February 2011

Washington State Senate Approves Small Wine and Beer Samples at Farmers Markets

Today in a 41 to 4 vote, the Washington state legislature authorized samples of wine and beer to be distributed at ten farmers markets. The samples are limited to 2 ounces per sample for legally-aged adults with I.D., and a maximum of 4 ounces per person. The brewers and vintners must either be next to a food seller, or be providing food. This decision follows the earlier decision in 2003 to allow Washington-made wine to be sold at farmers markets. This limited test at ten markets is a pilot program, running from July 1, 2011 to September 30, 2012. You can read more about it here.

The ability to offer potential customers samples has enormous potential for Washington wineries (and brewers) because they can coordinate their wines for sale in terms of seasonal pairings and collaboration with the local food vendors (many of which include local restaurants) and local farmers and butchers, and cheese makers at the markets. A wine producer can ask the visitor what they're planning for dinner, or about the special meal they're purchasing ingredients for, and offer them a sample of the ideal wine. Given the number of market vendors who operate small stores, it means smaller wineries can introduce their wines to retailers who might not be familiar with them, given the way large distributors dominate the Washington market and control shelf space.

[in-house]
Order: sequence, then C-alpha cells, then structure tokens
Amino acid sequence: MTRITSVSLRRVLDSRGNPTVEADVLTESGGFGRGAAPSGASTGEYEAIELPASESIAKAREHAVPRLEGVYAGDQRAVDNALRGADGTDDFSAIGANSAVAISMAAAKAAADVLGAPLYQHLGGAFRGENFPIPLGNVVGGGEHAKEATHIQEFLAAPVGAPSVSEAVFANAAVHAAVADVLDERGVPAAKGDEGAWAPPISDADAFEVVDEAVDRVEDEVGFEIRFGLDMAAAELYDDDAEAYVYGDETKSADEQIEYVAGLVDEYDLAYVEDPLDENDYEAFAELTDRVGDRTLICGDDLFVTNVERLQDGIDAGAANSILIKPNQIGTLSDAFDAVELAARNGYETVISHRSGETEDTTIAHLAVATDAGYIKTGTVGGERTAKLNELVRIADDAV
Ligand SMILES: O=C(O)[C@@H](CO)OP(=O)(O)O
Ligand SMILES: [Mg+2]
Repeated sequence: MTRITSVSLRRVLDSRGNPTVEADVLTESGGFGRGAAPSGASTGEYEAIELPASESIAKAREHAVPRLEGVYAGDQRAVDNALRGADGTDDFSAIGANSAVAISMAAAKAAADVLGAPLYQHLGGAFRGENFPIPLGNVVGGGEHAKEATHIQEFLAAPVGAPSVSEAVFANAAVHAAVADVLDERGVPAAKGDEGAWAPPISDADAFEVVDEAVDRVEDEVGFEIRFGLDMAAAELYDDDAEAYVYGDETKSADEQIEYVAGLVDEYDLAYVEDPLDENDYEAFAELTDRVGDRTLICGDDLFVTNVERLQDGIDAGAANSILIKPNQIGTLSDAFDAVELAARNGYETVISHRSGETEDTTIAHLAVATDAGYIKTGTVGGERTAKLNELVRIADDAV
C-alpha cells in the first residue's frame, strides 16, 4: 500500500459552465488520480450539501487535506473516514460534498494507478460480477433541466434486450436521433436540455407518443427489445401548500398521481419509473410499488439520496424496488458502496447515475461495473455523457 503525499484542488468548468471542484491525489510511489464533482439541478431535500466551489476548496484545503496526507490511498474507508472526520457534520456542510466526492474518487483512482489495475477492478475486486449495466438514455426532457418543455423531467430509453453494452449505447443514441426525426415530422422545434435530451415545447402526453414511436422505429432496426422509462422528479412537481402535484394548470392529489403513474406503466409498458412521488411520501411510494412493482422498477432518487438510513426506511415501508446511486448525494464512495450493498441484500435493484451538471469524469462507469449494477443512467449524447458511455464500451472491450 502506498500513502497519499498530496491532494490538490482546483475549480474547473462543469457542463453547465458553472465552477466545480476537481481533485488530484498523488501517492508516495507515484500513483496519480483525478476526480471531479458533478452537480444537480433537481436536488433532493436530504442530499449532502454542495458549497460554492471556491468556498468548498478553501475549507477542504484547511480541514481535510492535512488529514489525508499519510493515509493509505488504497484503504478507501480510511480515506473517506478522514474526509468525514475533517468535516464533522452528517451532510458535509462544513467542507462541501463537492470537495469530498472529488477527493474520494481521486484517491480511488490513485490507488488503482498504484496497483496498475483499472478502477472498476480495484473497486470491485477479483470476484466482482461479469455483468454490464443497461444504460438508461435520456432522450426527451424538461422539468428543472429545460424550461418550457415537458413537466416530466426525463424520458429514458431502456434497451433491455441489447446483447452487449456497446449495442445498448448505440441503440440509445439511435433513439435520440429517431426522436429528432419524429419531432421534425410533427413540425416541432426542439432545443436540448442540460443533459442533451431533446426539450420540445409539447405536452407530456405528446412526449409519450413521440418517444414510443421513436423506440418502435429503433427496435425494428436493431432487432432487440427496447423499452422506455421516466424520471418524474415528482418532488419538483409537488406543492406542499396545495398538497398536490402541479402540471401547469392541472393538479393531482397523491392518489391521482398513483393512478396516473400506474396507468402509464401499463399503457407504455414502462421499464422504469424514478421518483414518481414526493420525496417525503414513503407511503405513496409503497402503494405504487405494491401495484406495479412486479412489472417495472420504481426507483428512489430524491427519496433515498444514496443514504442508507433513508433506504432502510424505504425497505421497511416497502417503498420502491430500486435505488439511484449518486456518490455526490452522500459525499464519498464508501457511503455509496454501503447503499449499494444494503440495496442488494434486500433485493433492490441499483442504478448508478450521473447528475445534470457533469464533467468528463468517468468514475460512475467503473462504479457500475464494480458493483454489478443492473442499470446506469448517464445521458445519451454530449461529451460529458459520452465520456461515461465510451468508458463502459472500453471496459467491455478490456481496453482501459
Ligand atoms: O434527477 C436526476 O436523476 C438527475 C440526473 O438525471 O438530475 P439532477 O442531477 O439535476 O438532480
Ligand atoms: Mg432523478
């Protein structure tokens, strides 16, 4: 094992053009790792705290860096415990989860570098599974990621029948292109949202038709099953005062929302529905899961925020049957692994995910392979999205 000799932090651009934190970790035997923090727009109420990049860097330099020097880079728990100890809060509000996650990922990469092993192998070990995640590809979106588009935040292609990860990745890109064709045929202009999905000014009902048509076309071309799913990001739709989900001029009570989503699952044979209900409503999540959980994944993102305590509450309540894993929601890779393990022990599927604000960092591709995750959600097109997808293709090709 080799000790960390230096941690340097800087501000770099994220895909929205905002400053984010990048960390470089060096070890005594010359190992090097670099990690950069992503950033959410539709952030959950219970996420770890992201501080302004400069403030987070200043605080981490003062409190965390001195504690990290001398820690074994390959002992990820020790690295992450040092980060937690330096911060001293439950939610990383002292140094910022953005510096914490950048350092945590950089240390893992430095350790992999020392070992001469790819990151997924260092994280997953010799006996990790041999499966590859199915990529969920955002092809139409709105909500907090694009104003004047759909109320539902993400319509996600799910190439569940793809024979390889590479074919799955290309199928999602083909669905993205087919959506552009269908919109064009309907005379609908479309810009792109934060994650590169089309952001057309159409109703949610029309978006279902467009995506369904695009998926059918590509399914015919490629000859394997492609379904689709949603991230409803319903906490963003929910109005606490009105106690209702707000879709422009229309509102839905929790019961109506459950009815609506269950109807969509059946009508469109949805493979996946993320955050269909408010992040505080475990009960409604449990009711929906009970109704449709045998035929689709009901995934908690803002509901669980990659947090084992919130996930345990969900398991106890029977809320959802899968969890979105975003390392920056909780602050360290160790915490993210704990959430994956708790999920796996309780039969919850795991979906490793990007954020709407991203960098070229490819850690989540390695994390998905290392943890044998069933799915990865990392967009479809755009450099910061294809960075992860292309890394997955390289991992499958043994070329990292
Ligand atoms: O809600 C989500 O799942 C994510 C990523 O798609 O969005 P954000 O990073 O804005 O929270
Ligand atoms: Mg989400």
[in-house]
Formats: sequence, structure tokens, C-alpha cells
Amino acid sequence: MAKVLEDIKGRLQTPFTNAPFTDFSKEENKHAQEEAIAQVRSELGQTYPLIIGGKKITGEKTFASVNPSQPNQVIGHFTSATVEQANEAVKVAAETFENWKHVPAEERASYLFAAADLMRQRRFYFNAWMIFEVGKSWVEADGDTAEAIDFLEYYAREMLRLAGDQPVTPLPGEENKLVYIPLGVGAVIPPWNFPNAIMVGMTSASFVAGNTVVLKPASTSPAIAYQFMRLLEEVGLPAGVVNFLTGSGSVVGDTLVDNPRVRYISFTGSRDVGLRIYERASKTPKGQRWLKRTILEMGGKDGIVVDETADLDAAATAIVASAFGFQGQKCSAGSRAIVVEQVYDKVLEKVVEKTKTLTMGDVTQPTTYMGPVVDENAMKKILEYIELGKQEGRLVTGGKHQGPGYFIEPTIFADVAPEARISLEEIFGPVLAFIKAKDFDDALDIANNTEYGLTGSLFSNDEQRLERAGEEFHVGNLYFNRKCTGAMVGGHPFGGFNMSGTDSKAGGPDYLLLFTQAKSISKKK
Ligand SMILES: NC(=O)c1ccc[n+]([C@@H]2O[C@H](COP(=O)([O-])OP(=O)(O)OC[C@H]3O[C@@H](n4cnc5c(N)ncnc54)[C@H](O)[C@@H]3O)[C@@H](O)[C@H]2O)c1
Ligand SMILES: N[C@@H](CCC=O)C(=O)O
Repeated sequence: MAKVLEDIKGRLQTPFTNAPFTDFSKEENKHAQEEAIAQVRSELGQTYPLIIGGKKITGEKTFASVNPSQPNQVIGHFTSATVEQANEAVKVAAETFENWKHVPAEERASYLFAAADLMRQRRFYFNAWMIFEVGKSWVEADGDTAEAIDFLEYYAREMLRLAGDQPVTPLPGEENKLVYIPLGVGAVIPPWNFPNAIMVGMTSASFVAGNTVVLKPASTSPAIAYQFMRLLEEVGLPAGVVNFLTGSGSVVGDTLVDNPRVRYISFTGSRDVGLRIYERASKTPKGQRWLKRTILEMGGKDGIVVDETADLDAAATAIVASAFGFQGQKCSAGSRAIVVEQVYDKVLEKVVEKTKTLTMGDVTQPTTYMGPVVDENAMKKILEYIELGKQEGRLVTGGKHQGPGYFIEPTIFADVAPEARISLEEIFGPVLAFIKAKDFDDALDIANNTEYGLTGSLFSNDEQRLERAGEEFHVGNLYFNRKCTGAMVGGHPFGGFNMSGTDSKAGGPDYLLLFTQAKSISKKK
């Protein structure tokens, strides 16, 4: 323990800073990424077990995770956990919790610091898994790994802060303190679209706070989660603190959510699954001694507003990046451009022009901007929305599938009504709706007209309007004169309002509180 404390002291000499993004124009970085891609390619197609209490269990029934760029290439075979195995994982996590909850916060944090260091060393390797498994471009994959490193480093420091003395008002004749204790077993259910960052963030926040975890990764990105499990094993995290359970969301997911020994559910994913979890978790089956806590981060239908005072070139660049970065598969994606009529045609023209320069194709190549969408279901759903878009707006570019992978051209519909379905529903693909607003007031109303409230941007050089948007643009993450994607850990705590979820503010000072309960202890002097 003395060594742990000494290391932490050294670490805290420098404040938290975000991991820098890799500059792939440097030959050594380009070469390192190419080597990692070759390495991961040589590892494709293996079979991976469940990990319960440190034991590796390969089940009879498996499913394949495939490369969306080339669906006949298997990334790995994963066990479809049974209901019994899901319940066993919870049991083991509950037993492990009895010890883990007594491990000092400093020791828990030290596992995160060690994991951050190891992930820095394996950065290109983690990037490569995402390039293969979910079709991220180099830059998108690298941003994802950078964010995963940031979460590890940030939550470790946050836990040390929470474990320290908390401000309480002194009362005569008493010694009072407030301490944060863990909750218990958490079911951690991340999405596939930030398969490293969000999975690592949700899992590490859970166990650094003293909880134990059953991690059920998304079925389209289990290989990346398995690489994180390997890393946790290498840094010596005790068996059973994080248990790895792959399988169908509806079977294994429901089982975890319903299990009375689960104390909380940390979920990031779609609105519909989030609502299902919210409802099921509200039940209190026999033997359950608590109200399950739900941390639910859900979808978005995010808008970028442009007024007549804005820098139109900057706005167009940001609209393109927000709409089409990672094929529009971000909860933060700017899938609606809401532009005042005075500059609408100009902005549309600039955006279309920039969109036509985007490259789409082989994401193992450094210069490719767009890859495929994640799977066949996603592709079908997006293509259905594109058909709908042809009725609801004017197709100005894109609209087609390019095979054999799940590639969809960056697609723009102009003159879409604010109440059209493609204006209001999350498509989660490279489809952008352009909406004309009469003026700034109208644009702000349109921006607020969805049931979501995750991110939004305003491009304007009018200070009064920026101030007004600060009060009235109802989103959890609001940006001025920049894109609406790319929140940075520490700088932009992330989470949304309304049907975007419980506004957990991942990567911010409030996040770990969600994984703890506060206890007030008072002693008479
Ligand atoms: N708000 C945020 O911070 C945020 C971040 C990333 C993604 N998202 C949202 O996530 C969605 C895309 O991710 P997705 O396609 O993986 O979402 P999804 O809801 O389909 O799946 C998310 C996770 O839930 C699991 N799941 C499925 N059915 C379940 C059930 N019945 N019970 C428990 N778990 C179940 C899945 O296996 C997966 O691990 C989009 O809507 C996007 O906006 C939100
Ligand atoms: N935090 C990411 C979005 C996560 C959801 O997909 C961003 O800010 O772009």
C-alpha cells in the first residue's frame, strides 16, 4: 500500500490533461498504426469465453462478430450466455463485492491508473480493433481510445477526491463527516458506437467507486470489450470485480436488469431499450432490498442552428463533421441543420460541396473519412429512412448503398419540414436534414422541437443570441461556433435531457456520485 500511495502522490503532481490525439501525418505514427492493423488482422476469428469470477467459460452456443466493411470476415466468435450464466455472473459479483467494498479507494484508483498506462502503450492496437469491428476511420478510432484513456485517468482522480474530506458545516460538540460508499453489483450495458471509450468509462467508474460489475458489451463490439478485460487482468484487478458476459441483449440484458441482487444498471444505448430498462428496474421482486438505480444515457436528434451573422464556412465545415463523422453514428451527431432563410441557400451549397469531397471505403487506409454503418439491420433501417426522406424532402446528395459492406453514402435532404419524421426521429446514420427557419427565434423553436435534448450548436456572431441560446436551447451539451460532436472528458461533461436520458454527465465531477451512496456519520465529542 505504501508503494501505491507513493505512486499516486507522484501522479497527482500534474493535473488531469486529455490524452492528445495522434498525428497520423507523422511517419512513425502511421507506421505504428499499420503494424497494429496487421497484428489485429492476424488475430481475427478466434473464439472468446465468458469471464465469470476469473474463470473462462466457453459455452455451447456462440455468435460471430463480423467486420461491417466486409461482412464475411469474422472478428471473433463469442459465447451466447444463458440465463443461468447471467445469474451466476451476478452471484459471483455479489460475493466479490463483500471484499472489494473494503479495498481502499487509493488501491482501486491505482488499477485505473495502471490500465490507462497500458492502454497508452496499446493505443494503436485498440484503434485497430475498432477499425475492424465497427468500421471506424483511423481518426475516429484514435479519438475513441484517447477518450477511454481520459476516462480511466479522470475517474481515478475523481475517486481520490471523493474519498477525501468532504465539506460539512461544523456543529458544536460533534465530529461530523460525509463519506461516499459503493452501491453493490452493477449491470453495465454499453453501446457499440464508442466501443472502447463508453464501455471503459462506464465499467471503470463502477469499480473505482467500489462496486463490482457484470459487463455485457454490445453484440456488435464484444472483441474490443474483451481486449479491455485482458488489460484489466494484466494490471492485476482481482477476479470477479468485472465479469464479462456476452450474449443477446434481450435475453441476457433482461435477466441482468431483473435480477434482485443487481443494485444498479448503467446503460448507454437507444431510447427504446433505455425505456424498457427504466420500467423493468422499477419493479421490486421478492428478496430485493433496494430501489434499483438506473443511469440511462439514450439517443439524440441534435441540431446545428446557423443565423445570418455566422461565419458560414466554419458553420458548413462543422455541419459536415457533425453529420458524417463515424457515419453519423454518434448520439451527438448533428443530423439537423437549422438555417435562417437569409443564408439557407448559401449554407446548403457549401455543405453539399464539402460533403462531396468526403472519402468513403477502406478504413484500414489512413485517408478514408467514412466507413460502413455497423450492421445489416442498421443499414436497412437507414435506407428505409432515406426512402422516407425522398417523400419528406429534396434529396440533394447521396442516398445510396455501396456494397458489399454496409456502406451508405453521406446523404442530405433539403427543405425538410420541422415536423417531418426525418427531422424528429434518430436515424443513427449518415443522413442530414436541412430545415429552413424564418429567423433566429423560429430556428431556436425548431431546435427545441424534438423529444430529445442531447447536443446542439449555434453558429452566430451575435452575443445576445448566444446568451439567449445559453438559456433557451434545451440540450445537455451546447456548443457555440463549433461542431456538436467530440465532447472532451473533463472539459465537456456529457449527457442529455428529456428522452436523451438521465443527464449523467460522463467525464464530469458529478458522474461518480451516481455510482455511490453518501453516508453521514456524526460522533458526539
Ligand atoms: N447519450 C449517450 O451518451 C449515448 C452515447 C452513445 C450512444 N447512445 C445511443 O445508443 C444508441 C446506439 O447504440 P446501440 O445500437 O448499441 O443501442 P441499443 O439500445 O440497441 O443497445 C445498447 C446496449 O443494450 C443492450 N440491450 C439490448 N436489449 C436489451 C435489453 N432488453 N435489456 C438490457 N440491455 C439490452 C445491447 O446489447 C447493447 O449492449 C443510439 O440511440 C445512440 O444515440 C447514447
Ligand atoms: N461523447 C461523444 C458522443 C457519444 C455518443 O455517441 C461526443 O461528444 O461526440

Deschutes Red Chair North West Pale Ale

Winter Ale Perfect for NW Spring and Summer

I've written about Oregon's Deschutes brews before, most notably their winter seasonal Jubelale, and their magnificant Black Butte Porter. We picked up a sixer of Deschutes Red Chair for a steal of a price intrigued by the "North West Pale Ale" descriptor. This is a fairly new introduction, first appearing in May of 2009 in 22 ounce bottles, and part of Deschutes Bond Street line of experiments with hops, named after their Bond Street pub in downtown Bend, Oregon. It's only available from January to April, so this is the perfect time to pick some up.

Primroses: Harbingers of Northwest Spring

primroses, hybrid primrose, Primula vulgaris, spring flowers, Primula x polyantha

We've had fairly solid rain all day, beginning last night, with high wind and storm warnings. It's a glorious Northwest spring day. And it's put me in mind of primroses, as I look out at the rain lashing against our windows, and the tulip bulbs in our safely-inside-the-windows window boxes.